Monday, May 12, 2008

The Host (novel)Image via WikipediaI stayed up past my bedtime finishing this engrossing novel by Stephenie Meyer, author of the acclaimed "Twilight" YA books. The Host is published as her first "adult" as opposed to YA novel, but there's nothing especially adult about it except the age of the protagonists.

The story is a riff on the SF classics "Invasion of the Body Snatchers" and "The Puppetmasters", but told from the alien invaders' POV: Why would humanity object to having their bodies taken over by aliens, when the aliens are peaceful, and non-violent and loving? The "souls", as they term themselves, don't understand it, until one "soul", Wanderer, finds itself sharing a body with its host, Melanie--something that's not supposed to happen. Melanie's thoughts and fears and dreams intrude into Wanderer's life until the "soul" decides to do something about it.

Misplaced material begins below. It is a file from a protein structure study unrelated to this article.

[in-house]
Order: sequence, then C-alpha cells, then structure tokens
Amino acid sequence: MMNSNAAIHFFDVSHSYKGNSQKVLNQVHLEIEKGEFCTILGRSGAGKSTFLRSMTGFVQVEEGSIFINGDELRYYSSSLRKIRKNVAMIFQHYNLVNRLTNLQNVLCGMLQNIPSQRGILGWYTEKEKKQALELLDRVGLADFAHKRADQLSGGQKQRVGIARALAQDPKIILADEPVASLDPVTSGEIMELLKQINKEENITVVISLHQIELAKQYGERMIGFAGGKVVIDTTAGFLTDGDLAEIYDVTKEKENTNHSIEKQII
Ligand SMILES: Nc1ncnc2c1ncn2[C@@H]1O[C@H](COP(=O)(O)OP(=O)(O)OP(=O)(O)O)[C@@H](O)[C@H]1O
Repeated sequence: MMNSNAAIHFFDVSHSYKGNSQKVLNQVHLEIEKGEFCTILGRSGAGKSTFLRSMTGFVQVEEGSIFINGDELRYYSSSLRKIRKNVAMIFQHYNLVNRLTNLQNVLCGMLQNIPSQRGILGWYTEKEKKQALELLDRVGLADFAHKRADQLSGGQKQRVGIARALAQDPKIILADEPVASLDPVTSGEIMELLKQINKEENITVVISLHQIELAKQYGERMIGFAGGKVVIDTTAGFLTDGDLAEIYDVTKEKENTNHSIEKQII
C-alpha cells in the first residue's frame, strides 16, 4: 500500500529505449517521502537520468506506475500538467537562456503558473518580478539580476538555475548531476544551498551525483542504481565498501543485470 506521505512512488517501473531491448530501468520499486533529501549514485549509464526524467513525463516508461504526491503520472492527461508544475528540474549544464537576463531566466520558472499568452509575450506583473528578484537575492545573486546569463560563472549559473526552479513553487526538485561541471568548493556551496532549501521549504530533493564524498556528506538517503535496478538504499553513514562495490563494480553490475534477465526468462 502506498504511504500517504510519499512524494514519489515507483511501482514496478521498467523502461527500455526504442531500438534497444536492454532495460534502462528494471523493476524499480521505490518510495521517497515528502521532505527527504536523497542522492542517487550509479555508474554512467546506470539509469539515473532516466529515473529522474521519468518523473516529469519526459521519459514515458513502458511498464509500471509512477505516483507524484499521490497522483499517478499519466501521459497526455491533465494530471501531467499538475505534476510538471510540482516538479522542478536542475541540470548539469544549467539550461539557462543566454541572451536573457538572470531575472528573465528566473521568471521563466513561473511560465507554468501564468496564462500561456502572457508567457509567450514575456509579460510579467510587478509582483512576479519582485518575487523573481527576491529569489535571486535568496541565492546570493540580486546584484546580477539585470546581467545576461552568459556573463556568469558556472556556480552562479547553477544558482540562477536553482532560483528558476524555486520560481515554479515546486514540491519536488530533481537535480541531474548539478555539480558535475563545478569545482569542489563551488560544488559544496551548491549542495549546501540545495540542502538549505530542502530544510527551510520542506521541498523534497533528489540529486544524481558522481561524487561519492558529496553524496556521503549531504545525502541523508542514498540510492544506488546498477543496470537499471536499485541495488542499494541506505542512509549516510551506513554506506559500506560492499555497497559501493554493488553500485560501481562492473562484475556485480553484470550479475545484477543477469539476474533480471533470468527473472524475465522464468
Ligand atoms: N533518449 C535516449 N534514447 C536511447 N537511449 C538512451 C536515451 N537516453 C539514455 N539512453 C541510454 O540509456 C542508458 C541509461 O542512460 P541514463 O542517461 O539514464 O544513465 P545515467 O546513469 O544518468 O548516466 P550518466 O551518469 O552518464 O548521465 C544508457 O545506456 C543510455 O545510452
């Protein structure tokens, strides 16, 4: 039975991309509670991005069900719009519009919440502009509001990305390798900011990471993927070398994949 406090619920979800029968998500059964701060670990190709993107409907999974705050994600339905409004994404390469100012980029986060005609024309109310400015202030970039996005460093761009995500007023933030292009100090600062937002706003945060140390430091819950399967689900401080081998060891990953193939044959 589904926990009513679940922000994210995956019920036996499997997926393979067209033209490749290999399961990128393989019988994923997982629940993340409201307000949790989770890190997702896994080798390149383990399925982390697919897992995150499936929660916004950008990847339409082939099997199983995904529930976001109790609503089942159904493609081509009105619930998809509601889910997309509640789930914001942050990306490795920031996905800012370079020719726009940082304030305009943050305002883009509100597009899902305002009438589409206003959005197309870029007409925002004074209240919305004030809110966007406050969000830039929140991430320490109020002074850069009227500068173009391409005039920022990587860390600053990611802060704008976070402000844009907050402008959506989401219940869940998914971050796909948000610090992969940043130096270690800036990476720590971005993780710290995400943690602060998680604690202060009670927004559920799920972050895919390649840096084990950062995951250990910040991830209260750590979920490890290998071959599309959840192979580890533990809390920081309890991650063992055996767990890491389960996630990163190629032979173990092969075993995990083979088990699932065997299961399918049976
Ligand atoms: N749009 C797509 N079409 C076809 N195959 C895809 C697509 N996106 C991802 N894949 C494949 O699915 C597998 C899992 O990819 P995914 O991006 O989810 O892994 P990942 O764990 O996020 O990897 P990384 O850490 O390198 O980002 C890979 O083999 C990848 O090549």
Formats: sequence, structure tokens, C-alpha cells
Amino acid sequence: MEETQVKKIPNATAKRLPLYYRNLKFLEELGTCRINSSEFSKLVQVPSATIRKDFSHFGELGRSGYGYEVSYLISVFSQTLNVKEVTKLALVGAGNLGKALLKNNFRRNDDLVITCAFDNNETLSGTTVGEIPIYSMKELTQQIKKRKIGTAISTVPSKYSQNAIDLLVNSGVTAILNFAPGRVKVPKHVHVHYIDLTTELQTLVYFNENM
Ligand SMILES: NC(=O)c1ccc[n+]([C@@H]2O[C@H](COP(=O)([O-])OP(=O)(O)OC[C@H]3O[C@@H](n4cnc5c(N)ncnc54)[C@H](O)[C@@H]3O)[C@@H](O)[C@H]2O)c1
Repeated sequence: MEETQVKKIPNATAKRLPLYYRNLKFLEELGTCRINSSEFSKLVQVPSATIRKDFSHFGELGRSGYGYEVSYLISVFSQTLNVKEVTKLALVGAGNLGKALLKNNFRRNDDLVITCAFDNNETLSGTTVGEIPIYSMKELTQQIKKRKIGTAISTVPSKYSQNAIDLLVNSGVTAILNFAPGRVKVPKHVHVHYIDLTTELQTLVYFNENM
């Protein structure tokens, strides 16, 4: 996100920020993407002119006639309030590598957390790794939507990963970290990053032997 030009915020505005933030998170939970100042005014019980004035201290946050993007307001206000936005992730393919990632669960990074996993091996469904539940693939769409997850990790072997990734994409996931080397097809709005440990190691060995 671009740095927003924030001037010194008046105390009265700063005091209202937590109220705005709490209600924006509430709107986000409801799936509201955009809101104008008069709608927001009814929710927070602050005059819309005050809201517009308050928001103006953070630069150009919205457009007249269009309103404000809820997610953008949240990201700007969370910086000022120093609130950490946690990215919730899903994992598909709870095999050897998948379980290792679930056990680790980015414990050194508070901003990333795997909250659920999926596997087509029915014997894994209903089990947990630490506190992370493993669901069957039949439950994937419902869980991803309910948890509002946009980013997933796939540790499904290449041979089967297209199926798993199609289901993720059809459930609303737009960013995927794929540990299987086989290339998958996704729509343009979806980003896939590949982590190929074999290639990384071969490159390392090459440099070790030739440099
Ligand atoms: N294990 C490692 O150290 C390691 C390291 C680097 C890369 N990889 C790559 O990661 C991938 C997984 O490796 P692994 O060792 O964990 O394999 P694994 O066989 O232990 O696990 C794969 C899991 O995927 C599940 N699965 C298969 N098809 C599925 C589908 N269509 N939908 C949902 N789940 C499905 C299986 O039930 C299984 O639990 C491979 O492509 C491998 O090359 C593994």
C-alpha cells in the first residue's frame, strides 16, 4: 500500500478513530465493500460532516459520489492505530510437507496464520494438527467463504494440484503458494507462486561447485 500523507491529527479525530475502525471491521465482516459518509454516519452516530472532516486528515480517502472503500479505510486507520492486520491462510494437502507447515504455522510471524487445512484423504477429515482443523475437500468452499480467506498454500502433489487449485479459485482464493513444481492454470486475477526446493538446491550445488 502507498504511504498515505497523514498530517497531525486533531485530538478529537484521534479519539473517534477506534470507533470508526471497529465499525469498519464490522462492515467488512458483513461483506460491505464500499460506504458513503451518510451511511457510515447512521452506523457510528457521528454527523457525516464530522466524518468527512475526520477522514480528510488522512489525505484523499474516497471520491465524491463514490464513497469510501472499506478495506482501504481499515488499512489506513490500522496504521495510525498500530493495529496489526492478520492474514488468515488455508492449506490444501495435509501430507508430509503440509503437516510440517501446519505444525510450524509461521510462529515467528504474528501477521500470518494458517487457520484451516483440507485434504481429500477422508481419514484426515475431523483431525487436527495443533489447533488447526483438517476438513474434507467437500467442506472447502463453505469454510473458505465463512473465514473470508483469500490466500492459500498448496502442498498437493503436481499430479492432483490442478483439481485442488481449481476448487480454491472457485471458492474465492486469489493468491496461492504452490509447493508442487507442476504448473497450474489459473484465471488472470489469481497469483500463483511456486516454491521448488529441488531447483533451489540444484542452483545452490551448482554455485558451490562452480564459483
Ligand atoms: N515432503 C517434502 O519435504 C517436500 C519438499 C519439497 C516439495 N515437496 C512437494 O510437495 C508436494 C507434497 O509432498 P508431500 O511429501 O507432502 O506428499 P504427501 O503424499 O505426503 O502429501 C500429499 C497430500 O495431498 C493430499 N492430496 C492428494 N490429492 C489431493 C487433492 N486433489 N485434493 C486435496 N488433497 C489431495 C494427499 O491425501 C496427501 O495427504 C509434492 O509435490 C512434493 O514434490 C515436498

From a SF POV the worldbuilding raised some interesting questions that a more SF oriented author might have felt the need to explore: If you take away competitiveness, will humanity cease to learn and grow? Are there "souls" willing to do the scut work that's necessary to keep things going, like picking vegetables and shoveling manure? But Meyer, perhaps wisely, ignores these issues for the greater question of "What does it mean to be human? Why do we love? Do violent emotions help or hinder development?"

It's a good, thick read and a great way to kick off summer vacation reading--escapism that makes you think.

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